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Monday, 09 June 2014 00:00

Gran Canaria Coffee: From Bush To Cup In One Valley

Coffee grows at Agaete in Gran Canara Coffee grows at Agaete in Gran Canara

In the 1880s “three-year-olds drank as much coffee and wine as their parents” according to British writer Olivia Stone after a visit to the West coast of Gran Canaria. By then the locals had been growing their own for 100 years from plants imported from South America via Tenerife.

Lex says: In the 18th Century it was easier to sail to Tenerife from Agaete than to get to Las Palmas.

The plants growing in Agaete today are direct descendants of these early plants: Arabica bushes with low yields but great-tasting beans. In most places, newer varieties have taken over but flavour has lost out to yield. 

As a cash crop coffee never took off in Gran Canaria but the plants took their place in the Valley's mixed orchards alongside avocados, mangos, custard apples and loquats. 

Perfect Conditions

Unwittingly Agaete farmers provided their coffee with exactly what modern coffee gourmets say are the perfect conditions: High shade, dappled light, rich soils and no chemicals. 

Alex says: While it's said that Agaete coffee is Europe's only crop it's more accurate to describe it coffee as the most northerly coffee crop in the world.

Agaete's coffee bushes are consequently big chunky things with lots of leaves: They get so thick that the pickers disappear completely as they bend down for the lowest cherries. The odd rustle and an occasional indignant blackbird are the only sign that the harvest is underway. 

The harvest grows every year as more and more locals plant coffee bushes on their terraces. At 70 euros per kilo, every bean is worth picking and carrying down to the cooperative. Agaete's coffee growers range from farms that produce hundreds of kilos per year to little old ladies with a couple of bushes under their mango tree.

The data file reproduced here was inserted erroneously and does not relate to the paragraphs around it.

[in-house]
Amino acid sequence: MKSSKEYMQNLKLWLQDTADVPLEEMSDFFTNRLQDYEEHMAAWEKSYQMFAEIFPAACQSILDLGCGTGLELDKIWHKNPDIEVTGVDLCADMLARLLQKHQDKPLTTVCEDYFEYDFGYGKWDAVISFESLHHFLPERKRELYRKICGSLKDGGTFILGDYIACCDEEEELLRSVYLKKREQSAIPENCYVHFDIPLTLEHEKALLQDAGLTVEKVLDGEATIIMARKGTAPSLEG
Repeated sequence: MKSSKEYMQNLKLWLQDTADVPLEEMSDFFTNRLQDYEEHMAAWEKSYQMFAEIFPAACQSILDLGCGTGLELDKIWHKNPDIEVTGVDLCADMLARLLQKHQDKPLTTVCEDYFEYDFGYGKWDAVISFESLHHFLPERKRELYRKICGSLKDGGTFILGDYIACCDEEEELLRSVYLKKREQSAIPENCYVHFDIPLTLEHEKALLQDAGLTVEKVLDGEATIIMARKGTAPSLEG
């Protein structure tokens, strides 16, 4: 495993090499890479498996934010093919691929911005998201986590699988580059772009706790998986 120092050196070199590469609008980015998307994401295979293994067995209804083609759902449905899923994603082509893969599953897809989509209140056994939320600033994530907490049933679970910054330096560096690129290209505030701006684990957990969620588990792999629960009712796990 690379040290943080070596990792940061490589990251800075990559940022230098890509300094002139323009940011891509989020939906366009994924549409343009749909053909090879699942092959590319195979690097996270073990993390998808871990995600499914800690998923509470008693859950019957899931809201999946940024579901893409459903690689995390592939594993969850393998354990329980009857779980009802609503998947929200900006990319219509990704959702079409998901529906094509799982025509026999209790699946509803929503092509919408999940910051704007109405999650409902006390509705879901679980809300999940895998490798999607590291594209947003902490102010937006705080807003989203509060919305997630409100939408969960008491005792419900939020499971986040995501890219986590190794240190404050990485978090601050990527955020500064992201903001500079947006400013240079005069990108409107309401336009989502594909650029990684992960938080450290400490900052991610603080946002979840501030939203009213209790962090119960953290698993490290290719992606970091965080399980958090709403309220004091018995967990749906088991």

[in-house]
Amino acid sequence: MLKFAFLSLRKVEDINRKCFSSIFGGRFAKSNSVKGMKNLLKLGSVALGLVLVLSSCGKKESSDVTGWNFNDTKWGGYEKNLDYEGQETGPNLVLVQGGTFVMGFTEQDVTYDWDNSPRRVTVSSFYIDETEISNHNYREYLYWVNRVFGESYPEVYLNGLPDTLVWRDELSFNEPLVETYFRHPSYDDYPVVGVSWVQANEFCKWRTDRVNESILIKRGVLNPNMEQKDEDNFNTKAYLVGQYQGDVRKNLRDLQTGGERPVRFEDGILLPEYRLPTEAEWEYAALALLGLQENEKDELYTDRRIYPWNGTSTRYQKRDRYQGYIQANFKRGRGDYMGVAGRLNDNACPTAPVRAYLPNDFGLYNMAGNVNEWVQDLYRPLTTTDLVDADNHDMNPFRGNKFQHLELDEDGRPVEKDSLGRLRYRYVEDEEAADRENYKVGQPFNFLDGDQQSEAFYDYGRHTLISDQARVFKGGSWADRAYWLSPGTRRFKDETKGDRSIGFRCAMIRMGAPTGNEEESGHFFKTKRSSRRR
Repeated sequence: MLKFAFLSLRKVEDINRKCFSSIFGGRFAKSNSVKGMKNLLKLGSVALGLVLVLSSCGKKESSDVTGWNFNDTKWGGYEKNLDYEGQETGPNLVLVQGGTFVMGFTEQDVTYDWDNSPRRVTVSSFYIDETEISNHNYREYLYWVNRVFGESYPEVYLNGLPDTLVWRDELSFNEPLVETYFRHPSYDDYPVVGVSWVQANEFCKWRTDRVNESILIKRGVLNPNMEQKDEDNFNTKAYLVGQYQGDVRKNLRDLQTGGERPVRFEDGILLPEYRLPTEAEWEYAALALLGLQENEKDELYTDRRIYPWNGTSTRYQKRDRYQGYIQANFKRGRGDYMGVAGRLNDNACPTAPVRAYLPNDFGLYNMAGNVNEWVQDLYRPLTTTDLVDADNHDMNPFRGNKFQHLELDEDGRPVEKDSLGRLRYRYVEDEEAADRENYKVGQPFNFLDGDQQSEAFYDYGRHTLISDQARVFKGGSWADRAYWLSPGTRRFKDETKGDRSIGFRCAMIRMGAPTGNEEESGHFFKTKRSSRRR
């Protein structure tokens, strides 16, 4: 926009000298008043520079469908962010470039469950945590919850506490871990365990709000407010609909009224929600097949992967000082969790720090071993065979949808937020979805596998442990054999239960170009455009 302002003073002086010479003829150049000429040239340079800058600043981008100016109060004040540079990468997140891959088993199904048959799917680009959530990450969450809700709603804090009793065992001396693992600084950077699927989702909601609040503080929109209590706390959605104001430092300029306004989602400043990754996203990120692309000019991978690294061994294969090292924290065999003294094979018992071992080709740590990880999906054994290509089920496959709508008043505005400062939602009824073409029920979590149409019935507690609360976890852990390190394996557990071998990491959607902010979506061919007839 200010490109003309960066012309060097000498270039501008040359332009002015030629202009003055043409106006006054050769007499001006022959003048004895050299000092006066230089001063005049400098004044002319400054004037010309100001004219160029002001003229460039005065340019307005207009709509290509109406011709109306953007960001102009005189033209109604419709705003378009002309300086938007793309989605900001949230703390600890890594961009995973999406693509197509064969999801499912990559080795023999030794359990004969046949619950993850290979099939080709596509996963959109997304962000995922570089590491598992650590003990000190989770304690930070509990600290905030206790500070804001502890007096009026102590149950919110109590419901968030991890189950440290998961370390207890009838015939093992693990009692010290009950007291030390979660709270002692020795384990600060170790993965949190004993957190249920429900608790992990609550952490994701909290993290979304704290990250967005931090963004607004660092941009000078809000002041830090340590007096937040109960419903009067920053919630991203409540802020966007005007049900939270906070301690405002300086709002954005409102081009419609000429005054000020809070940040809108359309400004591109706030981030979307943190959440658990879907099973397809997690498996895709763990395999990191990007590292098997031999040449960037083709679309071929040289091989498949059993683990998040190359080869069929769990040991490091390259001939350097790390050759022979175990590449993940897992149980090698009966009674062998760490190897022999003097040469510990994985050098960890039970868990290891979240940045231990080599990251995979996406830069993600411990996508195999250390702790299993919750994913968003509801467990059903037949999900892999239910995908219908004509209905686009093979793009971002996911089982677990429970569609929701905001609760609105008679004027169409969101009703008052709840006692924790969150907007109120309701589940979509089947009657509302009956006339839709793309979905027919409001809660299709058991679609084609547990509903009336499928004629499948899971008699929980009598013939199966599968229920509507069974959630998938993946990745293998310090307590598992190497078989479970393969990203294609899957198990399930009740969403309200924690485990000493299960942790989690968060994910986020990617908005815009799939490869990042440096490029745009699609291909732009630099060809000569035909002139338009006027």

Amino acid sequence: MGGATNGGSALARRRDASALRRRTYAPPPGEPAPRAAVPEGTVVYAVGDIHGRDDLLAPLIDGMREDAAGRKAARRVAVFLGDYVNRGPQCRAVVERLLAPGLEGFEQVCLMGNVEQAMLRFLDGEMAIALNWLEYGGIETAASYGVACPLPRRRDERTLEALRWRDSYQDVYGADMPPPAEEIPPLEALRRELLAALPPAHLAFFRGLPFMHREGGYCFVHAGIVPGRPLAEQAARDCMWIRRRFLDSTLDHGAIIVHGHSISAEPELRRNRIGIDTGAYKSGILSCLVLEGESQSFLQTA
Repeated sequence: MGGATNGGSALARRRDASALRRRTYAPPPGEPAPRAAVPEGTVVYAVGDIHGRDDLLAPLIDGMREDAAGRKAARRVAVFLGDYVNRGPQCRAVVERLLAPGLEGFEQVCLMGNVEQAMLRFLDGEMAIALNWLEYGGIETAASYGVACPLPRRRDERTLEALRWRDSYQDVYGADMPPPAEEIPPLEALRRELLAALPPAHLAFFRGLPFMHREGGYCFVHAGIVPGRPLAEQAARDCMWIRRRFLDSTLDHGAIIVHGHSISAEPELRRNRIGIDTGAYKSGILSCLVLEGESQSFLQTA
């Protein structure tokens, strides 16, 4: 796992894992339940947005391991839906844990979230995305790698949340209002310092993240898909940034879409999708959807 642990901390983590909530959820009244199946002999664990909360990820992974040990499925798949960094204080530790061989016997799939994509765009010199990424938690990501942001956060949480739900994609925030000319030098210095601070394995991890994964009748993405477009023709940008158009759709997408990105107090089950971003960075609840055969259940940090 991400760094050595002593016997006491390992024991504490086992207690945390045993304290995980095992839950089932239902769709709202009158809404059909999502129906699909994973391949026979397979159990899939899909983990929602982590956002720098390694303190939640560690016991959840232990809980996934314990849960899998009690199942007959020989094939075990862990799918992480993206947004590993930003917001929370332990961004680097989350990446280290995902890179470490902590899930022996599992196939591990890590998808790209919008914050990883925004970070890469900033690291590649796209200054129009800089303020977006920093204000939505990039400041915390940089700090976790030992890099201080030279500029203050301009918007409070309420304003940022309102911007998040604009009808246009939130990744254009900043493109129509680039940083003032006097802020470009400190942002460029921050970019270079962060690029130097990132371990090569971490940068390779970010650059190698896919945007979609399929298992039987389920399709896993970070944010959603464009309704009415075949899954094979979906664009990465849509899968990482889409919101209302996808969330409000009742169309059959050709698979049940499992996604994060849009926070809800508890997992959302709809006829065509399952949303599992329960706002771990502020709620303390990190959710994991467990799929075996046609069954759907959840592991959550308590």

Colourful crop

Coffee is a multicoloured crop. The delicate creamy flowers give way to tiny but intensely green fruits. These swell and turn yellow and they a bright, blood-like scarlet. Once picked and laid out to dry they turn coffee-brown. But here the beans get ahead of themselves as the dried skin has to go. After hulling the beans are almost white. It's not until they are roasted that they turn brown and smell like coffee.

Hard Work!

If the price makes you want to drop everything and become a coffee farmer, then think twice: Coffee bushes are awkward things. The cherries ripen a few at a time and have to be picked before they ferment and spoil. The beans grow from ground level up to ten feet in the air. On the small fields and terraces of the Valley, every cherry has to be hand-picked. 

It's hard, sweaty work and by the time you pick the last one in a row of bushes another lot have ripened behind you. 

After drying and hulling and removing the sheath from each bean, you're left with less than half the weight you picked. Roasting knocks off some more and so does grinding. It takes seven kilos of fresh coffee cherries to produce one kilo of ground coffee. 

But it's Good Stuff

Agaete coffee is rich with chocolate and liquorice notes but also a fresh, almost grass-like taste: The flavour balance depends on the roasting time.

The best way to appreciate the flavours is to drink it as a black espresso.  Adding sugar and milk dilutes the taste. Try local coffee in the little cafe in the corner of the Huerto de las Flores garden in Agaete itself, or visit a coffee farm in the Valley. 

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